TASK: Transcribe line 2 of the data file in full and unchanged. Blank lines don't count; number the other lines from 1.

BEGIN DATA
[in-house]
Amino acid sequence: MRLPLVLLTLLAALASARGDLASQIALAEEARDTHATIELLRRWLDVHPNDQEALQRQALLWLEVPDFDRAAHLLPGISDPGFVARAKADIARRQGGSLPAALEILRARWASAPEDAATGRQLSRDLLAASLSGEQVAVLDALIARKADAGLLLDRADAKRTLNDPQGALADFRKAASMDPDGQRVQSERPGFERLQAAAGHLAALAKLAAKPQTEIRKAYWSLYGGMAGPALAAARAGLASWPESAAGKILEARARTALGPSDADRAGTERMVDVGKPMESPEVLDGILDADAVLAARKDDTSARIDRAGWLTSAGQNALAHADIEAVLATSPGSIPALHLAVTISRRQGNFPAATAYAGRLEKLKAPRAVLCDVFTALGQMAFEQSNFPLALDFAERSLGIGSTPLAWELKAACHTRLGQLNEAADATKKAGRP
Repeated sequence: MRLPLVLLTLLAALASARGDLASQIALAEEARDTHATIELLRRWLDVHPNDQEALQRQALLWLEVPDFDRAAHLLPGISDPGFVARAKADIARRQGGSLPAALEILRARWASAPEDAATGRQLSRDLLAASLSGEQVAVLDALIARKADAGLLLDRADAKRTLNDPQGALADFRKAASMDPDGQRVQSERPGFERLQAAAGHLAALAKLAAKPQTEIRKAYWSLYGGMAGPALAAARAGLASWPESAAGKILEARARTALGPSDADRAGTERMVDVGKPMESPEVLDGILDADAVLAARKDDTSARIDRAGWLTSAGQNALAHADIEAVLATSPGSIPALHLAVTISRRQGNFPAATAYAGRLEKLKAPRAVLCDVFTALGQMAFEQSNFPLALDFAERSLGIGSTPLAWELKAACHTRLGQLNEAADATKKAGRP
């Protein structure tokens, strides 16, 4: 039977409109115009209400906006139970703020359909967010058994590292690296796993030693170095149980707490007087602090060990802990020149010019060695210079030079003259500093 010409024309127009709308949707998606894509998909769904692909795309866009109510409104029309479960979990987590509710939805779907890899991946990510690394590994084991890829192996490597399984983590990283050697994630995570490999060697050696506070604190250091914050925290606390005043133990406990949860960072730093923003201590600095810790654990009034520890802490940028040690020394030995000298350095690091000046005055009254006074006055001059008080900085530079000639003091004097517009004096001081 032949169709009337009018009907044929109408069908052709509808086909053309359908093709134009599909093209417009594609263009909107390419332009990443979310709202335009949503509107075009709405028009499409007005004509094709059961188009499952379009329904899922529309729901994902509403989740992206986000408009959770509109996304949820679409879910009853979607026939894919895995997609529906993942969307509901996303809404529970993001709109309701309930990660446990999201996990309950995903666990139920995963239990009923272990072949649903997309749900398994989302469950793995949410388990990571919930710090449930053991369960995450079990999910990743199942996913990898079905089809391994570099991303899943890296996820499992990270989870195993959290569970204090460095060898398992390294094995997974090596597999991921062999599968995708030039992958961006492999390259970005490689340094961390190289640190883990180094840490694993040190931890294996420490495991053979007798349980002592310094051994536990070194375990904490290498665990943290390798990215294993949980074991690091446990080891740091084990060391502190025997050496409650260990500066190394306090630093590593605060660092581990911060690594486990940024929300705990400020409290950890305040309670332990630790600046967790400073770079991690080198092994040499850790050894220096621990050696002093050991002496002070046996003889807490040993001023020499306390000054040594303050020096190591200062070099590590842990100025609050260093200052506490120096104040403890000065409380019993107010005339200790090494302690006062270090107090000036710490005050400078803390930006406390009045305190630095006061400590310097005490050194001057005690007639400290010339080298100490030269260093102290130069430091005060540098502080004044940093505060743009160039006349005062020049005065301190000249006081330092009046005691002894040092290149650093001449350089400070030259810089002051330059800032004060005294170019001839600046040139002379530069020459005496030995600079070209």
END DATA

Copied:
Amino acid sequence: MRLPLVLLTLLAALASARGDLASQIALAEEARDTHATIELLRRWLDVHPNDQEALQRQALLWLEVPDFDRAAHLLPGISDPGFVARAKADIARRQGGSLPAALEILRARWASAPEDAATGRQLSRDLLAASLSGEQVAVLDALIARKADAGLLLDRADAKRTLNDPQGALADFRKAASMDPDGQRVQSERPGFERLQAAAGHLAALAKLAAKPQTEIRKAYWSLYGGMAGPALAAARAGLASWPESAAGKILEARARTALGPSDADRAGTERMVDVGKPMESPEVLDGILDADAVLAARKDDTSARIDRAGWLTSAGQNALAHADIEAVLATSPGSIPALHLAVTISRRQGNFPAATAYAGRLEKLKAPRAVLCDVFTALGQMAFEQSNFPLALDFAERSLGIGSTPLAWELKAACHTRLGQLNEAADATKKAGRP